The Dalai Lama said Tuesday that TibetanBuddhists will vote in a referendum before he dies to decide whether to break with the tradition of reincarnation and adopt a new system of leadership.
What form the referendum will take was not specified, but the proposal would be a key change to Tibetan Buddhism's centuries-old practice of monksselecting the embodiment of the spiritual leader, or lama,once the previous one is dead.
"If people feel that the institution of the Dalai Lama is still necessary, it will continue," the 14th reincarnation of the Dalai Lama, Tenzin Gyatso, told reportersat a gathering of religious leaders from around the world in Amritsar, India.
He said the vote would be held among all traditional Tibetan Buddhists along the Himalayan range including China, Nepal and India.
"When my physical condition becomes weak, then serious preparations [for the referendum] should happen," he said.
Butthe 72-year-oldadded that "according to my regular medical checkup, I am good for another few decades."
The Dalai Lama has recently been musing about possible ways to prevent China from taking control of the search for his successor.
There are rising fears of China's heavy handafter Beijing enacted newlegislation in September that all future lama appointments by Tibetan Buddhists must receive government approval and be selected without outside influence.
If Tibetan Buddhists decided in a referendum they want to continue with the Dalai Lama tradition, Gyatso says he would either be reincarnated after death outside of China or would choose a new leader before his death.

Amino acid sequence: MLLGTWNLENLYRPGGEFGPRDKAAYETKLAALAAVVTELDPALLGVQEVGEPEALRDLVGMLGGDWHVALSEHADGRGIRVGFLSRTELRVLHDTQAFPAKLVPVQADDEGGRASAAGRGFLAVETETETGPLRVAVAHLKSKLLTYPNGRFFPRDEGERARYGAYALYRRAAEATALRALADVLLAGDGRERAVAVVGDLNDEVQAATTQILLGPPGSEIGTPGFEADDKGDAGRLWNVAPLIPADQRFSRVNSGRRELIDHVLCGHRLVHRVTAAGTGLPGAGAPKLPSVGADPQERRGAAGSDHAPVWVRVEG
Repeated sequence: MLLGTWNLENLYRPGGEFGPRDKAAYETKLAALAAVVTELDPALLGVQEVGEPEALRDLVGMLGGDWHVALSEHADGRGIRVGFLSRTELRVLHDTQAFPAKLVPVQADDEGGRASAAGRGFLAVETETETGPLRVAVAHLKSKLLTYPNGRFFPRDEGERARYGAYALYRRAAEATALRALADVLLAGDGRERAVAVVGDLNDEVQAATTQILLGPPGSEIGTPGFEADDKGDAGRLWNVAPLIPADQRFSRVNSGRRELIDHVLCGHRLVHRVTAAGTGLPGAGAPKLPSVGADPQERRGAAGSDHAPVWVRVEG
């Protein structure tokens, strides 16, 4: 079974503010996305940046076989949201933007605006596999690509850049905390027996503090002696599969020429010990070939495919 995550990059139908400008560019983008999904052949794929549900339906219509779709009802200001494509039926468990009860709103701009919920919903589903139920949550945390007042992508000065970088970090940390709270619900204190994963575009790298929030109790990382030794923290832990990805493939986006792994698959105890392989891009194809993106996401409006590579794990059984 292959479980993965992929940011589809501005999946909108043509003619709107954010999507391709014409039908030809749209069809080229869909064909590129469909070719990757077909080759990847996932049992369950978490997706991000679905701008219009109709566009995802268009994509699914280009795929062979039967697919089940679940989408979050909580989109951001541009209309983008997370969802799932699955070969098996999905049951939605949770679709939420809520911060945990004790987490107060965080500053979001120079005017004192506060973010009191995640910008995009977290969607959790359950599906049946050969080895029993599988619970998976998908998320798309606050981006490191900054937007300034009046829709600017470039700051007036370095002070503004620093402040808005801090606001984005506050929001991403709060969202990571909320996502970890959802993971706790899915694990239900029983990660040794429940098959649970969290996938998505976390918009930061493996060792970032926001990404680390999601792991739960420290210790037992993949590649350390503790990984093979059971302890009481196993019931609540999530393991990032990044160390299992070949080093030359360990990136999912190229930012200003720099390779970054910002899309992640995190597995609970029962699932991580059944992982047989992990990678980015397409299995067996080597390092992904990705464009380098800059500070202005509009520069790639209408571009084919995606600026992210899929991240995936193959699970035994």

"The very purpose of reincarnation is to carry out the tasks of the previous life that are not yet achieved," the Dalai Lama said. "If I die while we are still refugees, my reincarnation, logically, will come outside Tibet, who will carry out the work I started."
Gyatso has also raised the possibility of naming a new Dalai Lama himself during an interview in Japan last week.
He said there is a precedent for one incarnation naming another while still alive; one of his teachers, the Lama Trogye, was selected while his predecessor was still alive.
The Dalai Lama has lived in exile with his followers in India since fleeing Chinese soldiers in 1959.
China has ruled the Himalayan nation since Communist-led forces invaded the region in 1951.
China's government has condemned the Dalai Lama's proposal, saying it subverts centuries of Buddhist tradition.